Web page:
I have tried more than once to change the circumcision article on Wikipedia to cover the ethical side (akin to the FGM article over there) rather than being a "medical" article subject to MED:RS. They won't hear of it.

      So what I'm saying is that while it is 100% correct that the ethical argument should be enough, it just plain doesn't work. Circumcision is 100% medicalized in the US so only medical evidence will change the minds of those who think of it as a medical procedure. I'm coming from a practical viewpoint. I am thoroughly disgusted and frustrated that our evidence isn't good enough to correct Wikipedia.

      So please Tom Riddle give me a break. It's not that I can't appreciate subtlety, but it's that I'm approaching the issue from a different perspective.

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    4. Ghost Orchid,

      I'm afraid your comments are actually telling of your inability to grasp what I'm trying to say in this post. And it's telling of your ignorance of other aspects of this movement.

      In the "real world," the ethical argument is applied only to FGM, and, if Johnsdotter is correct, it is affecting the outcome of "research" that says FGM has devastating consequences for women.

      "Researchers" and "scientists" want to confirm with their "research" that FGM is horrible and catastrophic, but Johnsdotter is calling real scientific analysts to the table, and questioning the logical fallacy of depending on "research" to determine the acceptability or rejectability of a practice, as her research is showing that FGM isn't as bad as activists would like to say it is.

      With MGM, "researchers" and "scientists" want to confirm with their "studies" that MGM is "not so horrible," and that perhaps it even enhances sexual performance, not to mention the so-called "medical benefits." They rely on the dubious premise that "if studies show benefit and sexual improvement, then it's OK to force it on minors."

      The reason the ethical argument "holds no weight" is precisely because people have been sold on this idea that "if the studies say it's harmless, perhaps even beneficial, then it's acceptable to do to children." (Which, for many, the drive to circumcise their children was already there, but they were looking for an intelligent-sounding reason, especially today, where circumcision is slowly, but surely, falling out of favor.)

      You miss the crux of my argument in this post; and that is that, if parents, doctors, etc. argue that MGM is acceptable because they read about all these positive "studies" and "research" on Scientific Journals and on the information battleground that is Wikipedia, then they must also accept the idea that FGM could be justified under the same premise.

      This idea horrifies advocates of MGM, which is why they must create two separate standards, as I've shown in my post.

      "Ethics" for women, and "research" for men.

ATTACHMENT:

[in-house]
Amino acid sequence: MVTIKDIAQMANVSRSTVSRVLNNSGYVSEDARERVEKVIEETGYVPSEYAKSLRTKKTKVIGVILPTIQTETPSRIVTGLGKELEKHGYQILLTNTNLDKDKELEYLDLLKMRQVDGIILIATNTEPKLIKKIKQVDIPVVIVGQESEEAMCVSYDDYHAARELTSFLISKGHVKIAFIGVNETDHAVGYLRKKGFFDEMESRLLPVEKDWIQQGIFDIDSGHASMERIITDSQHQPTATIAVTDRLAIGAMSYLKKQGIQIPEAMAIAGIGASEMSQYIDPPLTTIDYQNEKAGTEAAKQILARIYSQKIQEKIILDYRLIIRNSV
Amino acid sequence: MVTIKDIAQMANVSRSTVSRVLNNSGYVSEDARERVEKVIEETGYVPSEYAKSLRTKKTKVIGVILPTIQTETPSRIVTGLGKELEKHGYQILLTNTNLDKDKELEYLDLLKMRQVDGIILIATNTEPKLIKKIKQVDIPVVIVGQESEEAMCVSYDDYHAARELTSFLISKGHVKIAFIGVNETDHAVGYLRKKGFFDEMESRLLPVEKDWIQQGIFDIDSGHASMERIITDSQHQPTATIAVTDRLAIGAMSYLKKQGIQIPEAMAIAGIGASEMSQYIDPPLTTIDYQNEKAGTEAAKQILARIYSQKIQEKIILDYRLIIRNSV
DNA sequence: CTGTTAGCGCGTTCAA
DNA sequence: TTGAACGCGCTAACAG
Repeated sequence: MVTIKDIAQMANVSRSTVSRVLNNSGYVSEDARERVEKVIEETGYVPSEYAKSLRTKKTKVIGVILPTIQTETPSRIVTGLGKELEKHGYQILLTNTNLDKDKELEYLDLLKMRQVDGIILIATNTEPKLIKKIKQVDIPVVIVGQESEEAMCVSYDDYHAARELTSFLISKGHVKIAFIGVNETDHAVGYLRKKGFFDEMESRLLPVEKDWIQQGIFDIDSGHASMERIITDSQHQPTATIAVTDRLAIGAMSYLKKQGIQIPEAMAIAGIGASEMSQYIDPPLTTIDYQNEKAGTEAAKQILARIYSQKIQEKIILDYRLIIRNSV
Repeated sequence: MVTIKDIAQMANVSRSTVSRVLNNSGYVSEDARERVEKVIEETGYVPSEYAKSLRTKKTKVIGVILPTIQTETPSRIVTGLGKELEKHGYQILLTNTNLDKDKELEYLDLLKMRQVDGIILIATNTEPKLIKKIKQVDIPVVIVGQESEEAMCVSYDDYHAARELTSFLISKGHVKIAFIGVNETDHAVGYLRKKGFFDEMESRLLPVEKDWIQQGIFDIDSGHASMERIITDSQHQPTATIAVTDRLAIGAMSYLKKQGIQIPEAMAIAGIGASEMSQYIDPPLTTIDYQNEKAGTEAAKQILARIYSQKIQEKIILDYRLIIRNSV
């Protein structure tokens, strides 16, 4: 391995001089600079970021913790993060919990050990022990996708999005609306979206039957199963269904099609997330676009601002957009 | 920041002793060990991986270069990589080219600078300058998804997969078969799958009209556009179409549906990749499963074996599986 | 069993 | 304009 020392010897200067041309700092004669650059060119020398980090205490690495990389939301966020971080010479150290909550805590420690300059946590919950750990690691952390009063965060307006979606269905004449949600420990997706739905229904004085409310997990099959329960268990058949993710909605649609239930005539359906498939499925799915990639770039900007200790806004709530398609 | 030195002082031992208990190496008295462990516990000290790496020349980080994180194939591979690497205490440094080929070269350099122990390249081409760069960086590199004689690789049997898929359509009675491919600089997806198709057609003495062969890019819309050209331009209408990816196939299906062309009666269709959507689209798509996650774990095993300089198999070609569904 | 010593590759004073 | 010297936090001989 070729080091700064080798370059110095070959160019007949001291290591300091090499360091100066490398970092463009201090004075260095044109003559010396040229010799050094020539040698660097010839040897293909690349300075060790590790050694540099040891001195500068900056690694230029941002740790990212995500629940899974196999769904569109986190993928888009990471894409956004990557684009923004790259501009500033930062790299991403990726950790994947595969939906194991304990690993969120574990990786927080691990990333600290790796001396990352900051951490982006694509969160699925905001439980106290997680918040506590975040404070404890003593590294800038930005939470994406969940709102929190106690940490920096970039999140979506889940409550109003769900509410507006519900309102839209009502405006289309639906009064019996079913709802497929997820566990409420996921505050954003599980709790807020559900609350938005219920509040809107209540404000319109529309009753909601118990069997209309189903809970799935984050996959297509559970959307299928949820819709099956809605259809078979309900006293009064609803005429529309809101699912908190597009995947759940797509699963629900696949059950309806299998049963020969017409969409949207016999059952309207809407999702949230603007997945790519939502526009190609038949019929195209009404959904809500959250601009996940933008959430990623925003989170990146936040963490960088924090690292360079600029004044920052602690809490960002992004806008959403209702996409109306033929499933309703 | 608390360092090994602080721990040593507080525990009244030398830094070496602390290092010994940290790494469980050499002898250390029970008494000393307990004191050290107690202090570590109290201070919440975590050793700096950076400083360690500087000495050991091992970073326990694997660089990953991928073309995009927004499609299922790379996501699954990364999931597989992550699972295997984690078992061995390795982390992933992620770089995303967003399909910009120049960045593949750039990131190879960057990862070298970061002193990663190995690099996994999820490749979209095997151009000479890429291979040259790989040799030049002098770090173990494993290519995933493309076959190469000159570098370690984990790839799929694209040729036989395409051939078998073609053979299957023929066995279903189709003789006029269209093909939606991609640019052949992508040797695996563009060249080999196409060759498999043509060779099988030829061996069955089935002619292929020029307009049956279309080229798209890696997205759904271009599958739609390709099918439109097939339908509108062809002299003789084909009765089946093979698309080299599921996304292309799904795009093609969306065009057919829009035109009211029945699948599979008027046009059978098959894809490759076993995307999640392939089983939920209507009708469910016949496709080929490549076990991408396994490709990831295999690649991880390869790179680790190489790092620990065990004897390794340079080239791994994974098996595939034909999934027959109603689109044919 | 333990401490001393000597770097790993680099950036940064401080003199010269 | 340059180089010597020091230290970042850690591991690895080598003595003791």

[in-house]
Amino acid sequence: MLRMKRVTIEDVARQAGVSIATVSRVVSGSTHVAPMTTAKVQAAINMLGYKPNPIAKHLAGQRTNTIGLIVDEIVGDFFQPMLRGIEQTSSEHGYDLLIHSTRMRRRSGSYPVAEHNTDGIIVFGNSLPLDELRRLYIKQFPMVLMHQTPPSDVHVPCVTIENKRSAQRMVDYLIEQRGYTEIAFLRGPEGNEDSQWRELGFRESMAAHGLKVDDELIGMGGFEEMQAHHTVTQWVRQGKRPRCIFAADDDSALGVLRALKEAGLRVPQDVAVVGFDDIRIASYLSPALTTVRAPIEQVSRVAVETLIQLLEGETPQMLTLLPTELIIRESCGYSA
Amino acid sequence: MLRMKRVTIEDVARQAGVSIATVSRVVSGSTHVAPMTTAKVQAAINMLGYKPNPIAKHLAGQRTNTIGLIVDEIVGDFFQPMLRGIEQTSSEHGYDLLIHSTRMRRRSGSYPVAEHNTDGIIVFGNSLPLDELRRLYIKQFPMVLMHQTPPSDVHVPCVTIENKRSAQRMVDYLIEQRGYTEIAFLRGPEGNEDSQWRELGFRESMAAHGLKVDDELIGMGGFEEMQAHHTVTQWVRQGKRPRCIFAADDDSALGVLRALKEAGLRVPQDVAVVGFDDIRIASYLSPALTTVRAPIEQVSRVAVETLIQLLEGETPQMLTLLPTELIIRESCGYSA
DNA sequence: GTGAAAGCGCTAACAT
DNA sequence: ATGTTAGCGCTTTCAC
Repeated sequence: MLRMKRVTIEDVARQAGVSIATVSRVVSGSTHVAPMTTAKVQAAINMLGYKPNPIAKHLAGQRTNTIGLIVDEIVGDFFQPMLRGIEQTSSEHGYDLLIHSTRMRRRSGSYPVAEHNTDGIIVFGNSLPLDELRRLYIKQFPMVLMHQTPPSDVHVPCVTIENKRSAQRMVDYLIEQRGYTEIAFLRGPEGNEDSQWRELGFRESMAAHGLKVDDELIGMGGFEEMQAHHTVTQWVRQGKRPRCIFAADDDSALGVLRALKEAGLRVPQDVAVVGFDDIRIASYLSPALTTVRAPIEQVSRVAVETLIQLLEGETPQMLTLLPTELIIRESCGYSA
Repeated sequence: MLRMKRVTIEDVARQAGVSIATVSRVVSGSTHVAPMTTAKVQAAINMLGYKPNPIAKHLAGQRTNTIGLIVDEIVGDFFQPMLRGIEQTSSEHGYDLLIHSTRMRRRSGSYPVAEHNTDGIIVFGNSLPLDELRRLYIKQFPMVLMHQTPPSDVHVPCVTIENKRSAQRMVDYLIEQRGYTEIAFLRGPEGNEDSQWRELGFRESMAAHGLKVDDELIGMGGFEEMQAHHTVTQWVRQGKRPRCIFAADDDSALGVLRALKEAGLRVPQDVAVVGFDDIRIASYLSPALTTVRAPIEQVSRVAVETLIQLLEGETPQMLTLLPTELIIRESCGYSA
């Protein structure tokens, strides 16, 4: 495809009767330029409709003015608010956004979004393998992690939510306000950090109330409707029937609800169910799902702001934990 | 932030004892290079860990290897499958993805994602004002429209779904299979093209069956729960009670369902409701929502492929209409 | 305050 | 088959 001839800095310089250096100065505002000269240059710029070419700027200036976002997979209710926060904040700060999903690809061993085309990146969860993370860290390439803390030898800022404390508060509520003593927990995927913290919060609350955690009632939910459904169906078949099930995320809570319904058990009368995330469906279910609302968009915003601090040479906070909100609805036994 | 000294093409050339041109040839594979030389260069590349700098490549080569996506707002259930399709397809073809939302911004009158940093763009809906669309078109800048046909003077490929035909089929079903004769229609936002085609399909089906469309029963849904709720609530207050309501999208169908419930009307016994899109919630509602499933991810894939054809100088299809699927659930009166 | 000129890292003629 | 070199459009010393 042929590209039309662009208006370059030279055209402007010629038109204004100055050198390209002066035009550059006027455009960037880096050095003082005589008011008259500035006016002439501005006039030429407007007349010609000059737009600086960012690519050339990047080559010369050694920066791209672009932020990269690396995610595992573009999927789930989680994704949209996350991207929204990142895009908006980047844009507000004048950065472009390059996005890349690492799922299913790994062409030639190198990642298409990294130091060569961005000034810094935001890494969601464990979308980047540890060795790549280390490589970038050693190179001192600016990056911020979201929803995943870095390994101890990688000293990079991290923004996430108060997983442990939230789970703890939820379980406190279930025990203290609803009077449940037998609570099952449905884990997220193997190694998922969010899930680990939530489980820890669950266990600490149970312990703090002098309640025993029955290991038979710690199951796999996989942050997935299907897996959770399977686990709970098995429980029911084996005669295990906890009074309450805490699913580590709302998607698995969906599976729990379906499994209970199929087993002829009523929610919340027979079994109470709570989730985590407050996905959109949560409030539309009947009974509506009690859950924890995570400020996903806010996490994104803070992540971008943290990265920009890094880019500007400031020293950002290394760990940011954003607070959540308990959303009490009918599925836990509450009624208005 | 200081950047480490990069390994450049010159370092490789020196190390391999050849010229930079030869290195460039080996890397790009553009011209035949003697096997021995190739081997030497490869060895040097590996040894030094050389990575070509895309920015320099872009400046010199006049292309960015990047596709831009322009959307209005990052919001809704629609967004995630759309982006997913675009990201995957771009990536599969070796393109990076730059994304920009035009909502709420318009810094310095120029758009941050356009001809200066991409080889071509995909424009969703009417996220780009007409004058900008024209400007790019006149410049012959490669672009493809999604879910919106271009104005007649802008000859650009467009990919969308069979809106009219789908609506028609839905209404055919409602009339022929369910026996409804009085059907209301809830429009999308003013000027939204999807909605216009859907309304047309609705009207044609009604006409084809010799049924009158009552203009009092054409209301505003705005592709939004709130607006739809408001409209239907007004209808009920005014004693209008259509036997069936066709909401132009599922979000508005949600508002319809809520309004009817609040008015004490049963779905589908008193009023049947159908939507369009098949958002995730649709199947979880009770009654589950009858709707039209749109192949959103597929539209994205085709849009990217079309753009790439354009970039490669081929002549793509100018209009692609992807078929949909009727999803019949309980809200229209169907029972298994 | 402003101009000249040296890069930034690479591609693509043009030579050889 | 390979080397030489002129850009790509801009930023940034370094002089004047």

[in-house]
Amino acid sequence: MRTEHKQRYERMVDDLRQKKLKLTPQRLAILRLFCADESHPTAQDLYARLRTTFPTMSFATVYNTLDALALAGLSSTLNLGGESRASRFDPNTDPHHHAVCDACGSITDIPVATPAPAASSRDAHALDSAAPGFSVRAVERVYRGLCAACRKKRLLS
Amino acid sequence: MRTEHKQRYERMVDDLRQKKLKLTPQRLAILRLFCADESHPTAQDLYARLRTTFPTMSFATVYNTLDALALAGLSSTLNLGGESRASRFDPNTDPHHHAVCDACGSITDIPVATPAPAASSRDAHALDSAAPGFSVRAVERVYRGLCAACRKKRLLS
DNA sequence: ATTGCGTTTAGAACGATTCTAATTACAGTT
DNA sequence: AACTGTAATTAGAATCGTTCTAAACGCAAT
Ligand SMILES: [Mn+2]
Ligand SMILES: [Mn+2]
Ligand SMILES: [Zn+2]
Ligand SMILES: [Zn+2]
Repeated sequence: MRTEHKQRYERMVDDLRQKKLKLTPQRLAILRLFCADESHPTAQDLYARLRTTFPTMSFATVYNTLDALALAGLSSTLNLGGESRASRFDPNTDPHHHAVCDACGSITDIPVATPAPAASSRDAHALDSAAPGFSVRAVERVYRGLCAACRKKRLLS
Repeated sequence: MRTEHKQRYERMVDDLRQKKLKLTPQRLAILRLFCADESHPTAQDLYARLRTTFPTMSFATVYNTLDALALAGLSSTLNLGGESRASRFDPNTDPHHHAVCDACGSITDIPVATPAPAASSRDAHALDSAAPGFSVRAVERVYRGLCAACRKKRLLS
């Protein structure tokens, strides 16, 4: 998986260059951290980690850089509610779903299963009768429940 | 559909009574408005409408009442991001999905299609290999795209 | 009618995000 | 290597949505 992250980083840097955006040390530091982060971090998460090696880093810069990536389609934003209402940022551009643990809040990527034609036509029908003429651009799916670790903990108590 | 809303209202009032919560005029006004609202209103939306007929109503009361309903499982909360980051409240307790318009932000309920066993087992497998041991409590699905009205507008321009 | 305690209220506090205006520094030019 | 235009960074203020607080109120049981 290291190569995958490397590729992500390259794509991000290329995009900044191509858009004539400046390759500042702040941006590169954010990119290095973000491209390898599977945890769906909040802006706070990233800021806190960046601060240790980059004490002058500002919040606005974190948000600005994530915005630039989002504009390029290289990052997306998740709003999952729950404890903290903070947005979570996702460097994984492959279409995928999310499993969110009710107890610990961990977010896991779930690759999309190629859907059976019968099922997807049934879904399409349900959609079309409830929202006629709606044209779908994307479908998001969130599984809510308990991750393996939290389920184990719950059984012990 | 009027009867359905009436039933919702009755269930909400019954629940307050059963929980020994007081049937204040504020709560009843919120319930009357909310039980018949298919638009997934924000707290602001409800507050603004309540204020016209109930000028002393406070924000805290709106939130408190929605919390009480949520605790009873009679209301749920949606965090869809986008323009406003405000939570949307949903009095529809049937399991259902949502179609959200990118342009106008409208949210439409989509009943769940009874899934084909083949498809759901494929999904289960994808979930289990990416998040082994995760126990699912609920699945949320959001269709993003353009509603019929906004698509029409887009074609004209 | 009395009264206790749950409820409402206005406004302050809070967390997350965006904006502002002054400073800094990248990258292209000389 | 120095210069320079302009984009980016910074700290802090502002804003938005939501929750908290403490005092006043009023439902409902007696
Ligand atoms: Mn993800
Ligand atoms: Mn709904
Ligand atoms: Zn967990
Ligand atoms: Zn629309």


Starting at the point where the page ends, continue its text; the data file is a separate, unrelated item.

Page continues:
This is why they fight so much to "keep them separate."

      Johnsdotter is closing the gap. If it could be argued with "research" that it is justifiable to forcibly mutilate the genitals of boys, then the same could one day apply to girls.

      Are American parents and doctors ready to accept this?

      Of course the ethical argument holds no weight; people want to believe that it can all be decided by "studies."

      Johnsdotter is sending a wake-up call.

      And instead of contributing to people's delusion, as you seem to think we must do, we need to help wake them up.

      If we open people's eyes to this logical fallacy, then the "research" argument falls apart.

      If they accept that it is merely a matter of "what the research says," then parents and doctors must be ready to accept the same for FGM.

      I don't think American doctors and parents are ready to do that.

      They would never, under any circumstances, accept FGM. There would never be enough "research" that would cause them to do this.

      Delete
    5. To continue with other subjects you touched upon:

      "Parents look to Wikipedia and the AAP and conclude that there isn't medical evidence to support our side of things."

      We must zoom out and take a look at what's happening here.

      Three things are being mentioned here that are all distinctly different and separate, like cheese and chalk; parents, Wikipedia and the AAP.

      The majority of parents are naive and have never been to medical school, and thus have no capacity to discern "research." Thus they depend on outside sources to formulate their opinion, ergo medical organizations, which are trade organizations for medical professionals, and open forums such as Wikipedia, which is a medium where anybody with a keyboard can edit, and where the opinion of the technologically savvy, but not necessarily scientifically knowledgeable, dominate.

      American parents are being given the "choice" to circumcise their sons, but the operation is ultimately administered by medical professionals who do not want to be responsible, and thus make parents sign a release form.